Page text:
Re: the grammar of spam
I think the modern consensus is that you use an apostrophe when forming the plural of abbreviations rarely, and only to avoid confusion. An example is "mind your p's and q's". Where the abbreviation uses capital letters (such as DVD), and you form the plural with a lower case "s", there is not much scope for confusion, so no real need for an apostrophe.
It is natural to expect our language to evolve towards shorter and simpler forms using fewer apostrophes. A sign of the times in New Zealand is the directive that pupils may use txt forms like gr8 in English exams. That means lots of abbreviations and no apostrophes at all.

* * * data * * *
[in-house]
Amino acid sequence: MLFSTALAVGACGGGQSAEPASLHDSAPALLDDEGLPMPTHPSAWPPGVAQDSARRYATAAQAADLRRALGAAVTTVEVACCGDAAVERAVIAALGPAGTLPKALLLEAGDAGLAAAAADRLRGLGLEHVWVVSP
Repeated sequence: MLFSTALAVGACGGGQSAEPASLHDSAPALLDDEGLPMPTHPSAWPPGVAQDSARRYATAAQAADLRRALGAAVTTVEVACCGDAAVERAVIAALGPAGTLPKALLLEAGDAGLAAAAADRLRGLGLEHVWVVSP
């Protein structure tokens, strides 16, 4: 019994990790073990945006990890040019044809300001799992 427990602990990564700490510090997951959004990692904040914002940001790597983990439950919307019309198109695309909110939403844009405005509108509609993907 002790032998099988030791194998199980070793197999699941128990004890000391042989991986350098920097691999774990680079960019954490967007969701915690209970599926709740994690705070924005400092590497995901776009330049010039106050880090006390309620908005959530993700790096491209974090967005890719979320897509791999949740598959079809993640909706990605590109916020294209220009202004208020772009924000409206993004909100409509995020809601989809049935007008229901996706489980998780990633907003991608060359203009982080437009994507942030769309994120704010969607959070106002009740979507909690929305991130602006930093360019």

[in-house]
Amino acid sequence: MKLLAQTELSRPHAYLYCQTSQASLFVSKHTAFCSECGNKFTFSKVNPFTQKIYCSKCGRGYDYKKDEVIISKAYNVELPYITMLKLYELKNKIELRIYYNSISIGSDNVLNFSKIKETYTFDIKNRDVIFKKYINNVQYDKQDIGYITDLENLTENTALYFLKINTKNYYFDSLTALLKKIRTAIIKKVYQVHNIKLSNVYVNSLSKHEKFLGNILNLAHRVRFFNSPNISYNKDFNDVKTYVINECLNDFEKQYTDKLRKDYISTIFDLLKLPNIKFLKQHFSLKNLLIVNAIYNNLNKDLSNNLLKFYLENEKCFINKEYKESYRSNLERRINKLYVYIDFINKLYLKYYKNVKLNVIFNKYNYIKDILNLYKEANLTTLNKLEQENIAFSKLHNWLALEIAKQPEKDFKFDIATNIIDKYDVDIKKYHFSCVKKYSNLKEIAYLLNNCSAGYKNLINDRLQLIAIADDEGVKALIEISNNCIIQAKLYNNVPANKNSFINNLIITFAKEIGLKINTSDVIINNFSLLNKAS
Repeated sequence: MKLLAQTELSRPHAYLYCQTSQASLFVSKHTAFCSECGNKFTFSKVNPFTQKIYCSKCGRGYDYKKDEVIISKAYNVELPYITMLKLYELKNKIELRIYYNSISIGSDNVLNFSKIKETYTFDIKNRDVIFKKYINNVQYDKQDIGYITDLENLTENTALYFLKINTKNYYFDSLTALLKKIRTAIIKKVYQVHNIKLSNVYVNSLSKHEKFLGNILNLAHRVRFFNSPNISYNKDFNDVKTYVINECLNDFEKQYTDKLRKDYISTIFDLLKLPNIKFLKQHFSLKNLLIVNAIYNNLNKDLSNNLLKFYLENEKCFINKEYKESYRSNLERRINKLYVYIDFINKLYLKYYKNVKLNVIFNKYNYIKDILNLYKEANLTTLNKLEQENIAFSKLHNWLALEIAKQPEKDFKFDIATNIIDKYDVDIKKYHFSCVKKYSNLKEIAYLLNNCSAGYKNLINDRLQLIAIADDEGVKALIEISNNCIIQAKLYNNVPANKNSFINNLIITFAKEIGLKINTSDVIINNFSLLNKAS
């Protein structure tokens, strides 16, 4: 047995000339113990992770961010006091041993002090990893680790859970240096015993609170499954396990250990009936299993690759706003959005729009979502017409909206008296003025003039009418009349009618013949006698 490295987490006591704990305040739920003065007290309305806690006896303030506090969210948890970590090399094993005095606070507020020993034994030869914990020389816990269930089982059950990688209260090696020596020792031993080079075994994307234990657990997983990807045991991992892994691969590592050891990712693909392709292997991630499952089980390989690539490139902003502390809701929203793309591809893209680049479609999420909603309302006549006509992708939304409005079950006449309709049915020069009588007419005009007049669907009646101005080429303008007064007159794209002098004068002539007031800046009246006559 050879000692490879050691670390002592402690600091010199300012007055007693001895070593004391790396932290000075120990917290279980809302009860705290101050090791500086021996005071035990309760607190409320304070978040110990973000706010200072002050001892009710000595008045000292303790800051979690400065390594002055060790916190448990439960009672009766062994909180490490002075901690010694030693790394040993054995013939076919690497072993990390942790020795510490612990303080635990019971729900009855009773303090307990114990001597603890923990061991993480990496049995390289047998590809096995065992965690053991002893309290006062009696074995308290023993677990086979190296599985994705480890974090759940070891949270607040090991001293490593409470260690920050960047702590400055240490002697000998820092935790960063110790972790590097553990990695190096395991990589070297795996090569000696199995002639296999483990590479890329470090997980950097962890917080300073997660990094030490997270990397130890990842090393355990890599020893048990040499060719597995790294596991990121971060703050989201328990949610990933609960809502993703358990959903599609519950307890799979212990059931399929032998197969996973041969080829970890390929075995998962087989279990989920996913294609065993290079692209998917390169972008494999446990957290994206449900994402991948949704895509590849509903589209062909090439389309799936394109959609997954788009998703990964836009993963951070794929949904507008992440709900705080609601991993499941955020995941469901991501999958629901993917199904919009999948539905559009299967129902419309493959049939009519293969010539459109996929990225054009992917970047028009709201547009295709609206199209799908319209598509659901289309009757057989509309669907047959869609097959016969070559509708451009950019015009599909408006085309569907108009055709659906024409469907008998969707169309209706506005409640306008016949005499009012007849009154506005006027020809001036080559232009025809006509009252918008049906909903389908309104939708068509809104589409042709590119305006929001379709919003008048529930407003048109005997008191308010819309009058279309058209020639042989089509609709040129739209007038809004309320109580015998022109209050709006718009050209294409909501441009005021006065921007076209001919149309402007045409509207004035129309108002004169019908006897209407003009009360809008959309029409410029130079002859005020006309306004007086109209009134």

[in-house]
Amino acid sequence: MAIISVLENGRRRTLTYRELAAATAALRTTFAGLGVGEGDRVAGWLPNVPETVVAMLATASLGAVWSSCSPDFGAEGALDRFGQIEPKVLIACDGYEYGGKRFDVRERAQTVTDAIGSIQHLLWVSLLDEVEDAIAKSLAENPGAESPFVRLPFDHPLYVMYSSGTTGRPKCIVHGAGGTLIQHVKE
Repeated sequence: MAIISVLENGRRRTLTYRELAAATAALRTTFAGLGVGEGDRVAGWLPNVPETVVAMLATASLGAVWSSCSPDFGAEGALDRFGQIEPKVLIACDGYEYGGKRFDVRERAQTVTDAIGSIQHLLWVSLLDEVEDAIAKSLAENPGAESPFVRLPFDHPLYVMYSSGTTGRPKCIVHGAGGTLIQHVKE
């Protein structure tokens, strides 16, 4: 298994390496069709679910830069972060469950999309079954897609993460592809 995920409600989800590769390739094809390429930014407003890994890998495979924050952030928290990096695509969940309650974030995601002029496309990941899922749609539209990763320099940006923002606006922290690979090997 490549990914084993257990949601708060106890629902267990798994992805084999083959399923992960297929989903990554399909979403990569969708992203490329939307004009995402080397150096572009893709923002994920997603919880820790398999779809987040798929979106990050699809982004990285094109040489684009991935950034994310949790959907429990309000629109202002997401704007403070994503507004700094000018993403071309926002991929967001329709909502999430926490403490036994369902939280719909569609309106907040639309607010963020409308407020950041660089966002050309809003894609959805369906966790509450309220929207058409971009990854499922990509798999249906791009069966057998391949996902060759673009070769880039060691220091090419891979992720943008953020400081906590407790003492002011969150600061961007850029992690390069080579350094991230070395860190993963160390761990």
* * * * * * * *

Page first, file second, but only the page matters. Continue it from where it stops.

Looking back to more elegant times, I am still keen to find out who or what killed Joseph Fortuné Petiot-Groffier in 1855. Does anyone know?
----- Original Message -----
From: "Dave Soemarko" <firstname.lastname@example.org>
Sent: Monday, October 08, 2007 6:09 PM
Subject: RE: the grammar of spam
> > That could be a plural form in only
> > two cases I can think of:
> > - if the apostrophe took the place of a missing letter,
> > which is unusual
> > in a word of one syllable, or
> > - if "pro" is an abbreviation.
> Interesting. If I read the above correctly, it seems to confirm what I
> learned when I was small. I was taught that with abbreviation, you use
> apostrophe for plural, so one DVD, two DVD's. Is that correct?